Good Luck, let me know if you have success with the remote access.

I'd like to know how well it works with IP cameras. I have currently have 2 foscam units and heard that Synology supports such things. What features are supported (audio, video, does it simply support recording it can it control them as well, etc)?

I own the version previous, DS1512+.. I love this device. I keep my movies, backups, etc there.

First, lets be clear.. RAID does not = backup! This is a common mistake of non-techies. Thats what the USB ports should be used for on the back of the Synology box, backup drives!

Here are a few reasons I don't worry about the proprietary format:
- Synology supports automated backups to external USB devices.
- Synology supports backups to a 2nd Synology box, it can even be off-site!

Synology has 2 backup applications; a basic backup and whats called Time Backup.
- Synology's basic backups are accessible via simple file system access. Which is very nice if the whole unit fails.
- Time Backup; when enabled, is more more flexible and has a Time Machine style interface. It allows for versioning, keeping multiple versions of a file. Time Backup's are not directly accessible though, so far as I can tell. You need a functioning Synology box to access them.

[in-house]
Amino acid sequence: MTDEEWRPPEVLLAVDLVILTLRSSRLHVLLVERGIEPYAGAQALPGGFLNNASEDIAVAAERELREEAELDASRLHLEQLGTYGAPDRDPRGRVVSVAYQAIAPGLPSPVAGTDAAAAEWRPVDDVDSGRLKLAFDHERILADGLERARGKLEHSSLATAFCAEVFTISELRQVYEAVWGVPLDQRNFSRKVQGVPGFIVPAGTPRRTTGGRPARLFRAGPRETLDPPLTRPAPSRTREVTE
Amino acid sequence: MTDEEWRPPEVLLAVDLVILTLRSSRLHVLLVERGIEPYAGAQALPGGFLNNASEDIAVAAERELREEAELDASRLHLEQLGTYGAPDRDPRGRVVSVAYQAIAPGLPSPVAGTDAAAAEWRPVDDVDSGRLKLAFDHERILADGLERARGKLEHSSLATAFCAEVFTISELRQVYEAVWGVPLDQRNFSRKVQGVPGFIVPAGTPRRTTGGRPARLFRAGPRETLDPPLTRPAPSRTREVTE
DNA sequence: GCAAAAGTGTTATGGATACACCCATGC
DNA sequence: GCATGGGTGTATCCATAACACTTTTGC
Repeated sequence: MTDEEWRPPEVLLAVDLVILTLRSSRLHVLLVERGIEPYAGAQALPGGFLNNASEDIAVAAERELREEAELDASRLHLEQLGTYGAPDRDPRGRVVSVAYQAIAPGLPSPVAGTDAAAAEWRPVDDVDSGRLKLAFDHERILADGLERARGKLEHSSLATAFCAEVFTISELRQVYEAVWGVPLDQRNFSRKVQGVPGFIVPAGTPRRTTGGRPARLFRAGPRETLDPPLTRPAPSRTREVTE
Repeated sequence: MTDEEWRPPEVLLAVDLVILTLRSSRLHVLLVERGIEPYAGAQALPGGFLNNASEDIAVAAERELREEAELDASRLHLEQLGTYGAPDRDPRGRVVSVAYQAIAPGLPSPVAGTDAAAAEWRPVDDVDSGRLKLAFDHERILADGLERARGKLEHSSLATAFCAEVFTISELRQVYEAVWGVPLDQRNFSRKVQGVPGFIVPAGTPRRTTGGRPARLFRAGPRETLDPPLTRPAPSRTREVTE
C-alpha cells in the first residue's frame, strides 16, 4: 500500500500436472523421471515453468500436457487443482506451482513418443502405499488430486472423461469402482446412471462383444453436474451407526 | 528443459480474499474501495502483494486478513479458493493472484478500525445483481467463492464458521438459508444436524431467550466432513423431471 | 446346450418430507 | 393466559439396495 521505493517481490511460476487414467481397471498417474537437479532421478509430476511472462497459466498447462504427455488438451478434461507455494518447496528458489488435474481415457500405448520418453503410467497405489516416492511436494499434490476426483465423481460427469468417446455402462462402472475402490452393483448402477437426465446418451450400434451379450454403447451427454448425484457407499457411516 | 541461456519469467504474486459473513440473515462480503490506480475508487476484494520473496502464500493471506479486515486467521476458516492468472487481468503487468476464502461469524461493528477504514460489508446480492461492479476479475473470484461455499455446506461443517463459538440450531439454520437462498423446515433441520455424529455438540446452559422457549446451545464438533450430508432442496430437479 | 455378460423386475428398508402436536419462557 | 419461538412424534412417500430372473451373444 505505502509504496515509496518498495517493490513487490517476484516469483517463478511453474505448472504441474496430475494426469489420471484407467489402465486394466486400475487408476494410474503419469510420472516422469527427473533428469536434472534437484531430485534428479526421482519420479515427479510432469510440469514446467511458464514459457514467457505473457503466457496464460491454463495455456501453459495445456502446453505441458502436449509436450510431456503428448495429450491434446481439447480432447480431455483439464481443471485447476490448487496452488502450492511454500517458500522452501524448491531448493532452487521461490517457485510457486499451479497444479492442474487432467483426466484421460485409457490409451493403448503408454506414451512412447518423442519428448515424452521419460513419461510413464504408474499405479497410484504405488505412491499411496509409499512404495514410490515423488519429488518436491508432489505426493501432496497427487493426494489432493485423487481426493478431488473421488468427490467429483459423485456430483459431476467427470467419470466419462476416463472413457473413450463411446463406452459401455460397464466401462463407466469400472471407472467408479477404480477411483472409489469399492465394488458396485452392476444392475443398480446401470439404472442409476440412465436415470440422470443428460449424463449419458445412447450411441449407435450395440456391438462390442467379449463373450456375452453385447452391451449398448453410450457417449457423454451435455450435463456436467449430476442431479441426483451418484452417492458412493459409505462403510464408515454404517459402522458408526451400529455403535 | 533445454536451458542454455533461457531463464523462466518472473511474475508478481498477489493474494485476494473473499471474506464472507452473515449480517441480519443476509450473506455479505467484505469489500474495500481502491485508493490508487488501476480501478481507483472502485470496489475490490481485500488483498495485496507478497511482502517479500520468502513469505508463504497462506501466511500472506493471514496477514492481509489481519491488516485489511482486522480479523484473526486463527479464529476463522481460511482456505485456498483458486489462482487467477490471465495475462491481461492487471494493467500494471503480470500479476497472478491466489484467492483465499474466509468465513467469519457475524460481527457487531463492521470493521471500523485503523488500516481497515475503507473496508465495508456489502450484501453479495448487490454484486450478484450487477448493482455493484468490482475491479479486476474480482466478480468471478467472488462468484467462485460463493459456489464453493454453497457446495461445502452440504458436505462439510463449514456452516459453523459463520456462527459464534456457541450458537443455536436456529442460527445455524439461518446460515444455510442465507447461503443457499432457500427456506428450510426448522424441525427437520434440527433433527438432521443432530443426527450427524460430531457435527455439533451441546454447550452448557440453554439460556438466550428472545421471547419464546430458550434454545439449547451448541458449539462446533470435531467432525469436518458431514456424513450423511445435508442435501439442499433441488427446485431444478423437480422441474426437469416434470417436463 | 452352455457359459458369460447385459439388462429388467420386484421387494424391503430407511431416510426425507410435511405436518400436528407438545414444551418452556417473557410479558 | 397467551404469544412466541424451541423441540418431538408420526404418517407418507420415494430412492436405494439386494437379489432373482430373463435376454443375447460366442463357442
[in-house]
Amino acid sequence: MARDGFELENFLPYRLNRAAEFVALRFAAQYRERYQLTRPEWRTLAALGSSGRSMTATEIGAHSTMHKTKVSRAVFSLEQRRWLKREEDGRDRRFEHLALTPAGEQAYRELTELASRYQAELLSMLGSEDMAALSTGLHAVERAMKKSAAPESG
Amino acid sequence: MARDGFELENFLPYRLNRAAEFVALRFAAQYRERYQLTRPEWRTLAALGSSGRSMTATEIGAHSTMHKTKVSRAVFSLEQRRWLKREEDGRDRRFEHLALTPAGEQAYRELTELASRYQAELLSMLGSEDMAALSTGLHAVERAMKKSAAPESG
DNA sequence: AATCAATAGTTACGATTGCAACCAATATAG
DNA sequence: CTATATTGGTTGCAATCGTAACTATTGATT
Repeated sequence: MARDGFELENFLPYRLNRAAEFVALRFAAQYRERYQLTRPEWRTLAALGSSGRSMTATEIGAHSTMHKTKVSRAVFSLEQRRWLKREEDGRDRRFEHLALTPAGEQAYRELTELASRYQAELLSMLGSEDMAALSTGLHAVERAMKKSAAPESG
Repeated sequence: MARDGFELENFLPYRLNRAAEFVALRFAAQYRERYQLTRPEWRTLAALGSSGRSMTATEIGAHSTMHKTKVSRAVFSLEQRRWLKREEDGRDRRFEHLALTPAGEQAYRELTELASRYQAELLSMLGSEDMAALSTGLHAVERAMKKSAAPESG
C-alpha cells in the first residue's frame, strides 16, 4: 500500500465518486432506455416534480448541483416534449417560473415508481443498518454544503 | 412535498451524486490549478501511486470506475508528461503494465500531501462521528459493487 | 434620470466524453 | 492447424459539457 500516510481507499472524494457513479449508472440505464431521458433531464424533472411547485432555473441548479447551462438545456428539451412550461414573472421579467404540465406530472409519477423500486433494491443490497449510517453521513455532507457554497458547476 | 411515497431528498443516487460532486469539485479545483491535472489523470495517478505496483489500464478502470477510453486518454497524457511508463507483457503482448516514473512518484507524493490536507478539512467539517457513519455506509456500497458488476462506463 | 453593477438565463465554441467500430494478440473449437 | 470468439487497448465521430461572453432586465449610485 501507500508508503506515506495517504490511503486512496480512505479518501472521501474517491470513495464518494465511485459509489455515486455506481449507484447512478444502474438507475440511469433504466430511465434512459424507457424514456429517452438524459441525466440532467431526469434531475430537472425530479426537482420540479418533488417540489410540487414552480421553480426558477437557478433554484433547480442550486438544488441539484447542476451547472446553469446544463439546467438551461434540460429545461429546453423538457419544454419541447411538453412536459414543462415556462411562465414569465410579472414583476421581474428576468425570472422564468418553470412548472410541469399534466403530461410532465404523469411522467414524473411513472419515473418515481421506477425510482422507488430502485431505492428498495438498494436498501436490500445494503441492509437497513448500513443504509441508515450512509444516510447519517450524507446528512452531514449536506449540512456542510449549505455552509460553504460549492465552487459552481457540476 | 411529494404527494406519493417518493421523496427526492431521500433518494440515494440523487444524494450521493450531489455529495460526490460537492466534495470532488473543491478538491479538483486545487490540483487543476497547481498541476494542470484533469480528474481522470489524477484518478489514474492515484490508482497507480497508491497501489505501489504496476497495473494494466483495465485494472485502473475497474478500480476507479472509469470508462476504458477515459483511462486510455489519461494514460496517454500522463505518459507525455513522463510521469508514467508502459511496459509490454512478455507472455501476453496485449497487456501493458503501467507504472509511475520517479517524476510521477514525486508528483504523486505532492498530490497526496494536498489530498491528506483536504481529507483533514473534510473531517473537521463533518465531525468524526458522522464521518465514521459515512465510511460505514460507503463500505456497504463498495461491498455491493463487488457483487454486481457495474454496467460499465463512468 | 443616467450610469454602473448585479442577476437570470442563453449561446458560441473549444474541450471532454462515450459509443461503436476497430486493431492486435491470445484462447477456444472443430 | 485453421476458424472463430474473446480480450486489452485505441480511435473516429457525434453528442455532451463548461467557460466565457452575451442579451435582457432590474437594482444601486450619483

I use a few external USB drives. I have 1 desktop USB3 2 TB drive, and a 3.5" 2 bay HDD Dock that I popped two 3.5" drives into it and I backup other data there.

I love my Synology, I wouldn't trade it for anything short of an upgrade.. I also wouldn't trust data to it alone.. All NAS's fail at some point; don't assume RAID is a backup. It's convenient for expansion and storage, it's not a true backup.

Another drawback I found: Time Machine backups.
- It's difficult to limit how much space your Mac's time machine backups can take
- To resolve this, I actually setup Synology's Time Machine backup service to point to an External USB drive on the Synology. I let Time Machine max that out and manage it, keeping my NAS drives open for Movies, Music, etc.

Re: limiting the space for Time Machine backups on the Synology - the external drive is a good option. But if you want to store the backups on the internal RAID drives, the other approach is to set up a separate volume *just* for Time Machine backups.